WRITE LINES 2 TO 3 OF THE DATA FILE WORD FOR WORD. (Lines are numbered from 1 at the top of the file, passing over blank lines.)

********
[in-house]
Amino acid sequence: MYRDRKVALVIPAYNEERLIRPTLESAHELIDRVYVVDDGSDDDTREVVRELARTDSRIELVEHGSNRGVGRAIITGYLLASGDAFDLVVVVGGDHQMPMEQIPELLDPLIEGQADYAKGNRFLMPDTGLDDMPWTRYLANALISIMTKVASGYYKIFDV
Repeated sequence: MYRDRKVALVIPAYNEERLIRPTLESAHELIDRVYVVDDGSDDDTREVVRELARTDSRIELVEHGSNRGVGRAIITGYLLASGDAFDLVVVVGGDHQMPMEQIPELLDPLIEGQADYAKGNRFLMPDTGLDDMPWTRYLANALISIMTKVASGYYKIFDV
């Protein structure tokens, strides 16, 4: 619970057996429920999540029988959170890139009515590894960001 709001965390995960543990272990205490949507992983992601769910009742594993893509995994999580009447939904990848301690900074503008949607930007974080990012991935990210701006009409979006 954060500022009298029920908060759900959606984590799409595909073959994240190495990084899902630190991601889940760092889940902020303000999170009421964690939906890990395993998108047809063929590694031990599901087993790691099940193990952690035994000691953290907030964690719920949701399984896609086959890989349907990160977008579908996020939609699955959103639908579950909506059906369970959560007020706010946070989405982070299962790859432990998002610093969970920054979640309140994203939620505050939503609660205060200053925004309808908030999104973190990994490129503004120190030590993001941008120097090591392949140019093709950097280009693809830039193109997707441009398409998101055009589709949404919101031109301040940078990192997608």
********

Amino acid sequence: MYRDRKVALVIPAYNEERLIRPTLESAHELIDRVYVVDDGSDDDTREVVRELARTDSRIELVEHGSNRGVGRAIITGYLLASGDAFDLVVVVGGDHQMPMEQIPELLDPLIEGQADYAKGNRFLMPDTGLDDMPWTRYLANALISIMTKVASGYYKIFDV
Repeated sequence: MYRDRKVALVIPAYNEERLIRPTLESAHELIDRVYVVDDGSDDDTREVVRELARTDSRIELVEHGSNRGVGRAIITGYLLASGDAFDLVVVVGGDHQMPMEQIPELLDPLIEGQADYAKGNRFLMPDTGLDDMPWTRYLANALISIMTKVASGYYKIFDV